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Libya dialogue resumes in Morocco despite conflicting agendas

Nasser Bourita, Morocco's Minister of Foreign Affairs and International Cooperation, chairs a meeting of representatives of Libya's rival administrations in the coastal town of Bouznika, south of Rabat, on 6 September 2020. [FADEL SENNA/AFP via Getty Images]
Nasser Bourita, Morocco's Minister of Foreign Affairs and International Cooperation, chairs a meeting of representatives of Libya's rival administrations in the coastal town of Bouznika, south of Rabat, on 6 September 2020. [FADEL SENNA/AFP via Getty Images]

The second round of Libyan talks are due to begin today in the Moroccan resort town of Bouznika, south of Rabat, with the participation of representatives of the High Council of State in Libya and the House of Representatives.

Asharq Al-Awsat newspaper quoted informed sources in Rabat as saying that the second round had previously been postponed due to a conflict in the agendas of the parties to the conflict.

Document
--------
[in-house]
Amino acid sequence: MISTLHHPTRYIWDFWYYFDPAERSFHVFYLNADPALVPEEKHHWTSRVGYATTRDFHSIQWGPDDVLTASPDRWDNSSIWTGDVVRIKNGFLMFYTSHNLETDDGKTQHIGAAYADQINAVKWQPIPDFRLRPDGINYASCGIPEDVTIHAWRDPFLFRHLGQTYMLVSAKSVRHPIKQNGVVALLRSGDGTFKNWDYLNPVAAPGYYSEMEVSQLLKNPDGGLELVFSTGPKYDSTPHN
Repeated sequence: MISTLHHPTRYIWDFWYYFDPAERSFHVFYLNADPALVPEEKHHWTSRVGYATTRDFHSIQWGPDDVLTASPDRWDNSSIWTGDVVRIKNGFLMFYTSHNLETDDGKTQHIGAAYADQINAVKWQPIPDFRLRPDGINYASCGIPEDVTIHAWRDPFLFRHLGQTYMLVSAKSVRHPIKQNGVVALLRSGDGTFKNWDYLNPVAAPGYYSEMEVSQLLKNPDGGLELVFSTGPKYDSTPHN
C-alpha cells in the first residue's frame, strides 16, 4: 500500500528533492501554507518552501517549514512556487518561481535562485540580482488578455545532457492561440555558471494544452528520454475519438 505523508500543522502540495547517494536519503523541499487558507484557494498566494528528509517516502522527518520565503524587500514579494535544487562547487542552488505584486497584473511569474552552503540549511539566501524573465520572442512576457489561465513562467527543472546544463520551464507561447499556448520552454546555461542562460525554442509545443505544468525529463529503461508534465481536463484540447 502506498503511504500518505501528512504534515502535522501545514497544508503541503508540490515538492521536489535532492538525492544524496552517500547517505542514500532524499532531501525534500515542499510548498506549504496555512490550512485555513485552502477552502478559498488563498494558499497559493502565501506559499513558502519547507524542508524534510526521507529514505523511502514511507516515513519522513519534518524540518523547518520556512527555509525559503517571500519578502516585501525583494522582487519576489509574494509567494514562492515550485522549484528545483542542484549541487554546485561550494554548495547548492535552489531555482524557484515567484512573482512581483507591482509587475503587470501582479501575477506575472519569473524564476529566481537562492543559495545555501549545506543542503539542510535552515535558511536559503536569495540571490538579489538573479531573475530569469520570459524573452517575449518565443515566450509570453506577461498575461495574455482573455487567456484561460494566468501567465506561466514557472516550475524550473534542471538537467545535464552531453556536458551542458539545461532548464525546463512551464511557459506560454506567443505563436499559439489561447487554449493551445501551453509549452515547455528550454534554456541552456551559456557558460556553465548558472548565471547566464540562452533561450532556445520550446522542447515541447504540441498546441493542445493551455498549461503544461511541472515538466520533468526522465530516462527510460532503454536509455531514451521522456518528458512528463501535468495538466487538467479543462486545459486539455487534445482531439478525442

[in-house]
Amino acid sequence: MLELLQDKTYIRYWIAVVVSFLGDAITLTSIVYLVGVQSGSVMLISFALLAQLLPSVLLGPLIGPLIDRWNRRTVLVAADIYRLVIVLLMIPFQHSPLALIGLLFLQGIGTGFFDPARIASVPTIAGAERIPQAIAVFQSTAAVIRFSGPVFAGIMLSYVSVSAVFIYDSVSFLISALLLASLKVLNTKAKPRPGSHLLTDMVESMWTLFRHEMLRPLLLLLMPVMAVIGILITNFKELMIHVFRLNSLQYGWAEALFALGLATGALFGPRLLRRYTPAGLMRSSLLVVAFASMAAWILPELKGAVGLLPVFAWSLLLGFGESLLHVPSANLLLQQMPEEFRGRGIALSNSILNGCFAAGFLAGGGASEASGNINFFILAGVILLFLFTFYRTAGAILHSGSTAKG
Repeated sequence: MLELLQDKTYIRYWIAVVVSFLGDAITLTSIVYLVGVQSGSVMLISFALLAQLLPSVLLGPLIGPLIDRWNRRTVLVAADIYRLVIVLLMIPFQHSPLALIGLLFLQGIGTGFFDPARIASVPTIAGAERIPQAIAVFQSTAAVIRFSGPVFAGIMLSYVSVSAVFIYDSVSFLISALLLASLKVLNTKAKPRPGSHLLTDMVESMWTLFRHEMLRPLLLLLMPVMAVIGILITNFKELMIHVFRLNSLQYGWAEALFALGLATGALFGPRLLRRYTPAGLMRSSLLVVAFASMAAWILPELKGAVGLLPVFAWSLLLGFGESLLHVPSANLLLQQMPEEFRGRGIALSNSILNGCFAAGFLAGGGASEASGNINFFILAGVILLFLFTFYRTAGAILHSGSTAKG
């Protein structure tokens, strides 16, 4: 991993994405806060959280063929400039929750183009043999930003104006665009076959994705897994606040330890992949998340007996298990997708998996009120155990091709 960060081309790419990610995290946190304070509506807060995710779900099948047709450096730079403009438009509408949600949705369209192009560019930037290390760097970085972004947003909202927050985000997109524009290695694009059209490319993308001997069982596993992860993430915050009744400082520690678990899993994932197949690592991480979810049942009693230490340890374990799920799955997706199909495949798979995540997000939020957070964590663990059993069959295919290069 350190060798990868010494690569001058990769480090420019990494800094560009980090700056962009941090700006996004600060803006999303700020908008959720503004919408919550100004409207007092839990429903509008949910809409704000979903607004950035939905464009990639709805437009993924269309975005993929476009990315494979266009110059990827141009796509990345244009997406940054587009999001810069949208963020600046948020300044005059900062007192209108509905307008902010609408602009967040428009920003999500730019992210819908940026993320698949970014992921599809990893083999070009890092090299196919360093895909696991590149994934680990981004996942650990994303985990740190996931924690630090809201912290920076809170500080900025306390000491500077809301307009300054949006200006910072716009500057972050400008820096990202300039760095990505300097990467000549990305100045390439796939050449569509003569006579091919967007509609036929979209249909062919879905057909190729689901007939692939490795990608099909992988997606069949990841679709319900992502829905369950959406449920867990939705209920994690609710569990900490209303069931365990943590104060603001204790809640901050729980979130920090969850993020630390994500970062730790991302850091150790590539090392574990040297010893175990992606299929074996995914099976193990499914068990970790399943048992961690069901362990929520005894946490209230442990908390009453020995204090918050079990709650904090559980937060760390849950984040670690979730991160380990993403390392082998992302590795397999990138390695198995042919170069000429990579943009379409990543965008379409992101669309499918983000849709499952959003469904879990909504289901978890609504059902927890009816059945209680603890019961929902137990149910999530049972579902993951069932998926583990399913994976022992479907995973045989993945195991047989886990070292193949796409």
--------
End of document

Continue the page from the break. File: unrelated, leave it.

The second Bouznika meeting will take place amid leaks about internal disputes in the Moroccan state institutions about managing the Libyan file, what local sources considered “external disturbances that seek to thwart the Moroccan role in resolving the Libyan crisis.”

The same sources emphasised that Morocco is managing the Libyan file in complete harmony and consultation among all components of the state.

The sources pointed out that the aim of the second Bouznika round of talks is to achieve consensus to unify the Libyan state institutions in the east and west of the country, form a technocratic government and restructure the Presidential Council, in addition to signing what was agreed upon in the first Bouznika meeting.

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